Nevertheless, a “bourgeois nostalgia” pervades the food-reform movement, as Amy Trubek, an anthropologist at the University of Vermont who studies food and culture, points out. This is a perception of our food history that is the luxury of people who have little or no experience with farming, or more generally with manual labor. A perception that appeals to those who have never had to cook from scratch, let alone milk cows, kill chickens, and bake bread, just to get food on the table every day. A perception of people for whom it makes perfect sense to redefine their leisure time to include things like making guanciale or Meyer-lemon marmalade. As such, it may not resonate with great swaths of the public who don’t fit this demographic profile, and it is a perception that ignores some crucial truths about our food history.
The reality of America’s food past is far more complicated, and troubling, than is suggested by the romantic image at the heart of our foodie nostalgia. In Revolution at the Table and its sequel, Paradox of Plenty, the historian Harvey Levenstein provides a more sober, and ultimately more useful, accounting of that past. Levenstein shows how, starting in the late nineteenth century and continuing through the twentieth, food preparation steadily migrated outside the home. The reason is simple: if you have no choice but to plan and prepare multiple meals every day, cooking not only isn’t cool, it’s tedious and damned hard work.
Jane and I experienced this firsthand in West Virginia. We both are skilled and enthusiastic cooks, and as part of the reporting for the book, we wanted to see how well, and local, we could eat, and for how much money, preparing three meals a day. But we also understood that we were the kind of people for whom cooking is a hobby. Outside our door in Brooklyn, there is a cornucopia of options for the nights when we are busy or not in the mood to cook. In Huntington, though, most of those options are missing. Three months in we began to notice, with dismay, that as soon as one meal was finished, we had to start thinking about the next. Four months in, the joy of cooking was replaced by a growing irritation, a longing to amble down the block for banh mi or a bowl of ramen. By mid-March, Jane wrote in her journal, “Officially sick of cooking.”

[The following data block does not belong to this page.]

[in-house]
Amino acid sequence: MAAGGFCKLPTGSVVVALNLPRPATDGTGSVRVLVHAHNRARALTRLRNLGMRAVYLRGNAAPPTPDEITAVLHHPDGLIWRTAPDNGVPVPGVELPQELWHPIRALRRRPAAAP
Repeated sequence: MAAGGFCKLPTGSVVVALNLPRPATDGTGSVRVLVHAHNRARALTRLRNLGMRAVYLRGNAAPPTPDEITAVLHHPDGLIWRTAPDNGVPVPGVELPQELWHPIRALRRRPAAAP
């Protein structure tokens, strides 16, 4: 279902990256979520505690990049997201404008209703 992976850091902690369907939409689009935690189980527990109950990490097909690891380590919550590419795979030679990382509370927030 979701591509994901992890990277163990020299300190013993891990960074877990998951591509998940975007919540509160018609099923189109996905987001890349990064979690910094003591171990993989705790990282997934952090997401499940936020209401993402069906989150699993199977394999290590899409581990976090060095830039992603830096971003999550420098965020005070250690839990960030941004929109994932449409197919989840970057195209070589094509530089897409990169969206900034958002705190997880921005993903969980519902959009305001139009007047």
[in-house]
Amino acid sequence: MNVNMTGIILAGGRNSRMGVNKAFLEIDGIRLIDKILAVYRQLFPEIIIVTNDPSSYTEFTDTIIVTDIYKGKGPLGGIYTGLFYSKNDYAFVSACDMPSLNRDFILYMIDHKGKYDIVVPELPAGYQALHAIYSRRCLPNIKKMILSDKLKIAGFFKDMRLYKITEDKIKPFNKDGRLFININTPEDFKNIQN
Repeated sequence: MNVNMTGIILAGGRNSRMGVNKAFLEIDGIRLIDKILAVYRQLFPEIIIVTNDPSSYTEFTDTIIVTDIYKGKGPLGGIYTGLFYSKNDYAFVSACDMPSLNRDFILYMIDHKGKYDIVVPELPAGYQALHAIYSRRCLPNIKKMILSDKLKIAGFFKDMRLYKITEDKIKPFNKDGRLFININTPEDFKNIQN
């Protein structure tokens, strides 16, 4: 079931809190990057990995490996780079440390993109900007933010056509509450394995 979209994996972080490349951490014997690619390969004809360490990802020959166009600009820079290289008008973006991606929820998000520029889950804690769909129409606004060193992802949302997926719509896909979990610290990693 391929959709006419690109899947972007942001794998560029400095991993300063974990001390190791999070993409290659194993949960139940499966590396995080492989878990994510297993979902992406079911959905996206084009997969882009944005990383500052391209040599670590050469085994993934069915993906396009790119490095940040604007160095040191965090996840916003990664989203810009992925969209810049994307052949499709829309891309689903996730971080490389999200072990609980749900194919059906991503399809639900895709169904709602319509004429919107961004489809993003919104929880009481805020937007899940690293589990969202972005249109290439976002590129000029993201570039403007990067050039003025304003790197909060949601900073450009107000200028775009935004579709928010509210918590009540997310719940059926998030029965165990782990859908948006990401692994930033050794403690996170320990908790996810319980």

Between 1880 and 1930, the fruits of industrialization—canning, bottling, the growth of food manufacturers and restaurants—enabled the outsourcing of food preparation that Levenstein describes. Improved transportation—first the railroad and then the automobile—and food-preservation processes—refrigerated rail cars, for instance—brought an end to seasonal and regional restrictions on what we ate. Soon, people in Kentucky had the same food choices as those in New York or California.
The standardization of the American diet, so bemoaned by people like me, is what many—maybe even most—people want at mealtime. It is reassuring to have what everyone else has. The desire to have the same Big Mac in Syracuse as in San Diego is a big part of why fast-food outlets became America’s default dining-out option, and why suggesting that as a nation we return to a more seasonal and regional way of eating will be a tough sell.
The family farm itself was not immune to these developments. By the 1920s and ’30s, the gap between city and farm diets had begun to collapse, as processed foods became high-status items in rural areas. Poor Appalachian farmers began to prefer canned hams to country hams; farm women who could afford store-bought canned vegetables and other processed food embraced this new convenience without a second thought that they were abandoning a purer, nobler way of life.
There’s a reason that less than 2 percent of people in this country are engaged in farming today, and it isn’t simply that they’ve been driven off the land by Cargill and ADM. Just like Betty Jo Patton, many of them wanted things to be easier. This revolution at the table—the one that produced the food culture that today’s revolutionaries are trying to counter—was considered a tremendous leap forward. It was modern. It gave people time for things other than keeping the family fed.
There is an even more fundamental concern about our nostalgia: America’s food system has always depended on the exploitation of someone, whether it was indentured servants, slaves, tenant farmers, braceros and other guest workers, or, now, immigrants. In his ode to the American farmer, Crèvecoeur made it clear that he had a little help on his farm. “My Negroes are tolerably faithful and healthy,” he wrote. This is an aspect of our agricultural heritage that rarely gets mentioned in the mainstream conversation about food-system reform, and it raises thorny questions about who actually grows, harvests, processes, and prepares the food in a capitalist society. We have no history of a food system that does not depend on oppression of some sort, and it seems unlikely that we will be able to create a future system that avoids this fate. The leaders of the food revolution have, in recent years, begun to speak out on the matter of farm-worker rights. But few acknowledge—at least in the public debate—that if a central goal of the movement is a more equitable food system, then the notion that we once had it right is deeply problematic.